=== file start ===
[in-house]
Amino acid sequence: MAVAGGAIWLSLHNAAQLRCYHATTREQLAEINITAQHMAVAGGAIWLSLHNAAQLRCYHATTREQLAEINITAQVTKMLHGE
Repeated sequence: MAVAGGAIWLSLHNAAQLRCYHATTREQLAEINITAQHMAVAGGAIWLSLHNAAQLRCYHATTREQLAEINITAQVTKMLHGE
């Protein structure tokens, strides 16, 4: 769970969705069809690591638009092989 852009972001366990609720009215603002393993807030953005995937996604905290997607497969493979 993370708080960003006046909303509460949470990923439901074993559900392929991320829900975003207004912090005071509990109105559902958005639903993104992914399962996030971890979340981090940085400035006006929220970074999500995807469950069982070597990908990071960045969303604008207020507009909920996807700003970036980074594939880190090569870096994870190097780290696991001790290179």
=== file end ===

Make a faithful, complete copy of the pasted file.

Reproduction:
[in-house]
Amino acid sequence: MAVAGGAIWLSLHNAAQLRCYHATTREQLAEINITAQHMAVAGGAIWLSLHNAAQLRCYHATTREQLAEINITAQVTKMLHGE
Repeated sequence: MAVAGGAIWLSLHNAAQLRCYHATTREQLAEINITAQHMAVAGGAIWLSLHNAAQLRCYHATTREQLAEINITAQVTKMLHGE
């Protein structure tokens, strides 16, 4: 769970969705069809690591638009092989 852009972001366990609720009215603002393993807030953005995937996604905290997607497969493979 993370708080960003006046909303509460949470990923439901074993559900392929991320829900975003207004912090005071509990109105559902958005639903993104992914399962996030971890979340981090940085400035006006929220970074999500995807469950069982070597990908990071960045969303604008207020507009909920996807700003970036980074594939880190090569870096994870190097780290696991001790290179």